Learn More
  • Ken Hendricks, Alan Sorensen, Dirk Bergmann, Greg Crawford, Steve Durlauf, Phillip Leslie +2 others
  • 2007
This paper studies the role of consumer learning in the demand for recorded music by examining the impact of an artist's new album on sales of past and future albums. Using detailed album sales data for a sample of 355 artists, we show that the release of a new album increases sales of old albums, and the increase is substantial and permanent—especially if(More)
useful conversations. We thank the Searle Foundation and the Kaufman Foundation for funding. All errors are our responsibility. Abstract How much economic value did the diffusion of broadband create? We provide benchmark estimates for 1999 to 2006. We observe $39 billion of total revenue in Internet access in 2006, with broadband accounting for $28 billion(More)
We estimate a bargaining model of competition between hospitals and managed care organizations (MCOs) and use the estimates to evaluate the effects of hospital mergers. We find that MCO bargaining restrains hospital prices significantly. The model demonstrates the potential impact of coinsurance rates, which allow MCOs to partly steer patients towards(More)
  • Phillip J Leslie, Lanier Benkard, Dirk Bergemann, Steve Berry, Moshe Buchinsky, Greg Crawford +5 others
  • 2001
Pakes for valuable advice and assistance. I am especially grateful to Benjamin Mordecai for sharing with me his insights into theatre ticket pricing and for his interest in the study from the very beginning, and to Christina Mills for assisting me to obtain the data. Finally, I thank the Cowles Foundation for financial support in the form of a Carl Arvid(More)
  • Patrick Bayer, Christopher Timmins, Dan Ackerberg, Steve Berry, William Brock, Don Brown +10 others
  • 2003
Notes: Center Discussion Papers are preliminary materials circulated to stimulate discussions and critical comments. Abstract With the growing recognition of the role played by geography in all sorts of economic problems, there is strong interest in measuring the size and scope of local spillovers (i.e., simple anonymous agglomeration or congestion effects,(More)
  • Zeynep K Hansen, Gary D Libecap, Alban Thomas, Jason Long, Stan Reynolds, Dean Lueck +8 others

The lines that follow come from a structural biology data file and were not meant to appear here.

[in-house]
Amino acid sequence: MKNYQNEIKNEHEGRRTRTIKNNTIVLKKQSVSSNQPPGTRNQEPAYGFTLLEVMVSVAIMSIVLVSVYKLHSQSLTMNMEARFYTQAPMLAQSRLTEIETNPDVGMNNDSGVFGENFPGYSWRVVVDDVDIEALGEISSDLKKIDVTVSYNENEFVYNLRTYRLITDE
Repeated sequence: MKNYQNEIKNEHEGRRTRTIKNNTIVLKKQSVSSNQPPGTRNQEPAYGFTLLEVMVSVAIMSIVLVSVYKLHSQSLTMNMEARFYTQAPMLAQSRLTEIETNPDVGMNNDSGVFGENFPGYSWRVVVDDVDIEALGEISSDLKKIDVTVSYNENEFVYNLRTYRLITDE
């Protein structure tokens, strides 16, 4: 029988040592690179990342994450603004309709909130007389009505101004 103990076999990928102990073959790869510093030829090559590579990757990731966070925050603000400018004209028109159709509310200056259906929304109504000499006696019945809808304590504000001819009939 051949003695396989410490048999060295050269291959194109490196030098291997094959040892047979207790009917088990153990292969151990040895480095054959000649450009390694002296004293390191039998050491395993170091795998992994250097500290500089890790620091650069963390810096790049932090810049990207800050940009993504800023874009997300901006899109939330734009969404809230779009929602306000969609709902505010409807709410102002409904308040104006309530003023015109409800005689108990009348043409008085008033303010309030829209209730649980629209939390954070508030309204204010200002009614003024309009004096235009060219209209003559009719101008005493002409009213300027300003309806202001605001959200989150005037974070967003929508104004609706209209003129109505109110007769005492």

• 2004
We provide a new and more complete analysis of the origins of the Dust Bowl of the 1930s, one of the most severe environmental crises in North America in the twentieth century. Severe drought and wind erosion hit the Great Plains in 1930 and lasted through 1940. There were similar droughts in the 1950s and 1970s, but no comparable level of wind erosion. We(More)
The recent withdrawal of Cox-2 Inhibitors has generated debate on the role of information in drug diffusion: can the market learn the efficacy of new drugs, or does it depend solely on manufacturer advertising and FDA updates? In this study, we use a novel data set to study the diffusion of three Cox-2 Inhibitors – Celebrex, Vioxx and Bextra. In addition to(More)
There is policy interest in using tax to change food purchasing behaviour. The literature has not accounted for the oligopolistic structure of the industry. In oligopoly the impact of taxes depend on preferences, and how …rms pass tax onto prices. We consider a tax on saturated fat. Using transaction level data we …nd that the form of tax and …rms'(More)
for useful conversations and to many seminar participants. Abstract This papers provides a framework for organizing empirical research on structural change in electronic commerce at the nexus between infrastructure and virtual activity. The framework identifies several key questions for understanding the evolution of the value chain underlying electronic(More)
  • Arnold Schwarzenegger Governor, H T Harvey, Associates, Peter A Nelson, Laura Engeman, Melinda Dorin +37 others
  • 2008
DISCLAIMER This report was prepared as the result of work sponsored by the California Energy Commission. It does not necessarily represent the views of the Energy Commission, its employees or the State of California. The Energy Commission, the State of California, its employees, contractors and subcontractors make no warrant, express or implied, and assume(More)